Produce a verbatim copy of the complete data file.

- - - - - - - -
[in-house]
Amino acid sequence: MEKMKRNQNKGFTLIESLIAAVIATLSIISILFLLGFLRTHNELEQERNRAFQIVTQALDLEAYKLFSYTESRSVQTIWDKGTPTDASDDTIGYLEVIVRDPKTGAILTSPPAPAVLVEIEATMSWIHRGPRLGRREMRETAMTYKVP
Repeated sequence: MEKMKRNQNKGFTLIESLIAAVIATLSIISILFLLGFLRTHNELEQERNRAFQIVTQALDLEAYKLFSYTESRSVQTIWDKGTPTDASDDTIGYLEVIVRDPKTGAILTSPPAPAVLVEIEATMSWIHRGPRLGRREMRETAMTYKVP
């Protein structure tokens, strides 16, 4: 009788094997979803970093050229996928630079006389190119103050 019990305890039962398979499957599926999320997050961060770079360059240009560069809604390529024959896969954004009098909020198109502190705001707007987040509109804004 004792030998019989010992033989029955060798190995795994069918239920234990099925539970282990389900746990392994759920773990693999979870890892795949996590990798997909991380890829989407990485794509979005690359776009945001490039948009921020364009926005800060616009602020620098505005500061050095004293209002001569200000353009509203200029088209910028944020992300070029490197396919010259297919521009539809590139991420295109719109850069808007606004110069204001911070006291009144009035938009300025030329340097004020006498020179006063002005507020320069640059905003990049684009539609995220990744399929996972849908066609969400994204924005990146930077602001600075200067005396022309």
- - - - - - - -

[in-house]
Amino acid sequence: MEKMKRNQNKGFTLIESLIAAVIATLSIISILFLLGFLRTHNELEQERNRAFQIVTQALDLEAYKLFSYTESRSVQTIWDKGTPTDASDDTIGYLEVIVRDPKTGAILTSPPAPAVLVEIEATMSWIHRGPRLGRREMRETAMTYKVP
Repeated sequence: MEKMKRNQNKGFTLIESLIAAVIATLSIISILFLLGFLRTHNELEQERNRAFQIVTQALDLEAYKLFSYTESRSVQTIWDKGTPTDASDDTIGYLEVIVRDPKTGAILTSPPAPAVLVEIEATMSWIHRGPRLGRREMRETAMTYKVP
């Protein structure tokens, strides 16, 4: 009788094997979803970093050229996928630079006389190119103050 019990305890039962398979499957599926999320997050961060770079360059240009560069809604390529024959896969954004009098909020198109502190705001707007987040509109804004 004792030998019989010992033989029955060798190995795994069918239920234990099925539970282990389900746990392994759920773990693999979870890892795949996590990798997909991380890829989407990485794509979005690359776009945001490039948009921020364009926005800060616009602020620098505005500061050095004293209002001569200000353009509203200029088209910028944020992300070029490197396919010259297919521009539809590139991420295109719109850069808007606004110069204001911070006291009144009035938009300025030329340097004020006498020179006063002005507020320069640059905003990049684009539609995220990744399929996972849908066609969400994204924005990146930077602001600075200067005396022309």